How is it that stems became a part of standard music notation?

I was genuinely unable to find an answer to this anywhere on the internet - I couldn't even find an instance of anyone asking the question.

  • Both the breve and the semi-breve do not have stems.
    – Neil Meyer
    Commented Apr 17, 2022 at 11:53
  • 1
    How else would one signify notes shorter than crotchets - with tails on the stems?
    – Tim
    Commented Apr 17, 2022 at 12:47
  • 2
    "the definitive origin and reasoning behind note stems": stems have been used for different purposes at different times. Are you interested in any appearance of stems or in the first example where they are clearly used to encode rhythmic information?
    – phoog
    Commented May 24, 2022 at 8:12

2 Answers 2


According to Apel's book on chant, the earliest Gregorian Chant notation had lots of marks (so the TRVE ORIGIN is probably lost in historical obscurity); there were two single note marks, one sort of like a dash or a dot (called a punctum) and one like a tail-walking tadpole (called a virga.) The punctum represented a low tone or a tone reached by descending; the virga represented a high tone or a tone reached by ascending. This was before the staff (of 1 to 7 or more lines) was introduced. Other single-note signs developed from these.


Current meaning

With the style of note heads and other signs, note stem (along its flag which is attached to the stem) is a way to show the length of a note in Western style of writing music (see here):

  • no stem means is a whole note (usually 4 beats)
  • stem without flag means half-note (usually 2 beats) if the note is hollow, quarter-note if the note is filled black (usually 1 beat)
  • stem with single flag means eighth note (usually half a beat)
  • stem with double flags means sixteenth note (usually quarter a beat)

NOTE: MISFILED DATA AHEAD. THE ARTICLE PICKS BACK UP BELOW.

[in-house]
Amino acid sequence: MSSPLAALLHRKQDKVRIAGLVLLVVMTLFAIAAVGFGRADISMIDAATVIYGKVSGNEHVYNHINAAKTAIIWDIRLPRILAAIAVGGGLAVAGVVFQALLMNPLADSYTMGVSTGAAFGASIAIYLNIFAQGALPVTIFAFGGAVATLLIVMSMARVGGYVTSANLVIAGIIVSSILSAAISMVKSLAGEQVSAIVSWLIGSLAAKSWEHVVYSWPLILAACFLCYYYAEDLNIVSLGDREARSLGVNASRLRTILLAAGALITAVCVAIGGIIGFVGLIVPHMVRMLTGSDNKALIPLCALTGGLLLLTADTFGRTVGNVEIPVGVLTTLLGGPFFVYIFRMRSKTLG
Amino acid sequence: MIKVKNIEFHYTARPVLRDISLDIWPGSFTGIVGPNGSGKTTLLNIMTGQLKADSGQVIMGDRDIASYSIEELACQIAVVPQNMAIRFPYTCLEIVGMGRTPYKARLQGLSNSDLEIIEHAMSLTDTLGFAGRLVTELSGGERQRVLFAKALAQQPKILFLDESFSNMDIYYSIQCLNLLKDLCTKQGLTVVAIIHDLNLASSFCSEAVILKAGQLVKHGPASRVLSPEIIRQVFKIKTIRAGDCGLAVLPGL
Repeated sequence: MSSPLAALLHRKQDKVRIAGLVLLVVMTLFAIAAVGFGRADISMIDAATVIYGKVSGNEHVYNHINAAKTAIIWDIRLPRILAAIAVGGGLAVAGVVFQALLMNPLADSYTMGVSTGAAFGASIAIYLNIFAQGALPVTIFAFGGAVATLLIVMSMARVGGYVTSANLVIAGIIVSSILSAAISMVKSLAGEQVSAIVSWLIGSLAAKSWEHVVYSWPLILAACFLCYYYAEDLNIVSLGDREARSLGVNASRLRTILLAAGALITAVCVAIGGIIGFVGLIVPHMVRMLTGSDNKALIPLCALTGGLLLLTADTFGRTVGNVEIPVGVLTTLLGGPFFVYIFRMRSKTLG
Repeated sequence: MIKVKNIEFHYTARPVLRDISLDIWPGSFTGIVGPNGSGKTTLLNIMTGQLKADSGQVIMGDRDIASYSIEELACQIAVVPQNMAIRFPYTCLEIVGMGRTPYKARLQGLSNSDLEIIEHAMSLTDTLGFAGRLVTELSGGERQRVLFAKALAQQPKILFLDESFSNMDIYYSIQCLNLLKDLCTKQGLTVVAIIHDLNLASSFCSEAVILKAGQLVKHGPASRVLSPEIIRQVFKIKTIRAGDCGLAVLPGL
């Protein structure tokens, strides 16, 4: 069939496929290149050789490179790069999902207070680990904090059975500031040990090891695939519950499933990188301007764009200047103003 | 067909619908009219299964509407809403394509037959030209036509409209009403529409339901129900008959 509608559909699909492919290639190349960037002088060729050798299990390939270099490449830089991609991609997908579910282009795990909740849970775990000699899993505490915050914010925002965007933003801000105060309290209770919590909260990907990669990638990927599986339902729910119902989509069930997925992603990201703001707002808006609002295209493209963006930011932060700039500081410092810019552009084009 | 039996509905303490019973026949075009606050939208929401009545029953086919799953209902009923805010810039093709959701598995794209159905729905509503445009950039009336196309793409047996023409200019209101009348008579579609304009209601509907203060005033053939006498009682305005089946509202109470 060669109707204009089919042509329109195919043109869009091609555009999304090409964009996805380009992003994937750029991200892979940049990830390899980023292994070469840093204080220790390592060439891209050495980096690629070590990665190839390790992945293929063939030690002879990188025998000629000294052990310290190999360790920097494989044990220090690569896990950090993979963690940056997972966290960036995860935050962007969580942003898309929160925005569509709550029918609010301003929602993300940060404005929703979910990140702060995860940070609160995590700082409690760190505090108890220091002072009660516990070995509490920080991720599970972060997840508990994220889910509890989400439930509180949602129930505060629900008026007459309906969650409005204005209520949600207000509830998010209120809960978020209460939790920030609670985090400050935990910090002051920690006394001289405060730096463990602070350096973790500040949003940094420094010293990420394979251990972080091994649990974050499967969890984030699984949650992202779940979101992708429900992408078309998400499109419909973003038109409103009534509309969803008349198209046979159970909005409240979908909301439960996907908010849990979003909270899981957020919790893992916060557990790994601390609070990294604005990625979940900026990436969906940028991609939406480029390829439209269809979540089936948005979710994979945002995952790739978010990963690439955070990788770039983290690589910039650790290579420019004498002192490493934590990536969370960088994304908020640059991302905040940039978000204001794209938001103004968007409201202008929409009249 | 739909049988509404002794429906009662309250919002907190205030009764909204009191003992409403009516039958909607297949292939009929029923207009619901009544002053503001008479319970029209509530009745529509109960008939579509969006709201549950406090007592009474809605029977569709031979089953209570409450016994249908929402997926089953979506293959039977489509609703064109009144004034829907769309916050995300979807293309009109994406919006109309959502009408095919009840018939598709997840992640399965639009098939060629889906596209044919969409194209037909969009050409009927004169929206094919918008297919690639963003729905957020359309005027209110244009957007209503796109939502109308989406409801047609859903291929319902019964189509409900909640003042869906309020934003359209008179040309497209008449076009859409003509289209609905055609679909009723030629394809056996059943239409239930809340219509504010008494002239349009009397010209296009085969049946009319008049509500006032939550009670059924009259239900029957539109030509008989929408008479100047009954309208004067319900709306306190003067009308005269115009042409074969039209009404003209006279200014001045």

• stem with triple flags means thirty-second note (usually eighth a beat)
  • etc

Early appearance of stems

Earliest stems may have appeared with earliest neumes in Gregorian singing (~9th-11th centuries), but their roles are not related to note length.enter image description here

Early use of stems for note duration

In the 12th-13th century, it may be Pérotin and his students who first used the stems as temporal signs (along with the note shape), with the introduction of proportional duration, which divided the time unit (maxime) into longa, brevis et semi-brevis .

enter image description here

When did current style of stems appear?

The current style of stems may have been fixed later with standardization of music notation constrained by the use of print characters (however, alternative notations are still in use, e.g.shape notes). I'm missing documentation to tell more about this.

  • The use of note stems to convey rhythmic information predates printing by several centuries.
    – phoog
    Commented May 24, 2022 at 9:05
  • 1
    Thanks @phoog, I modified the last paragraph to make it clearer, and I added a paragraph about Pérotin for a maybe-first use of stem for note duration
    – Noil
    Commented May 24, 2022 at 9:51

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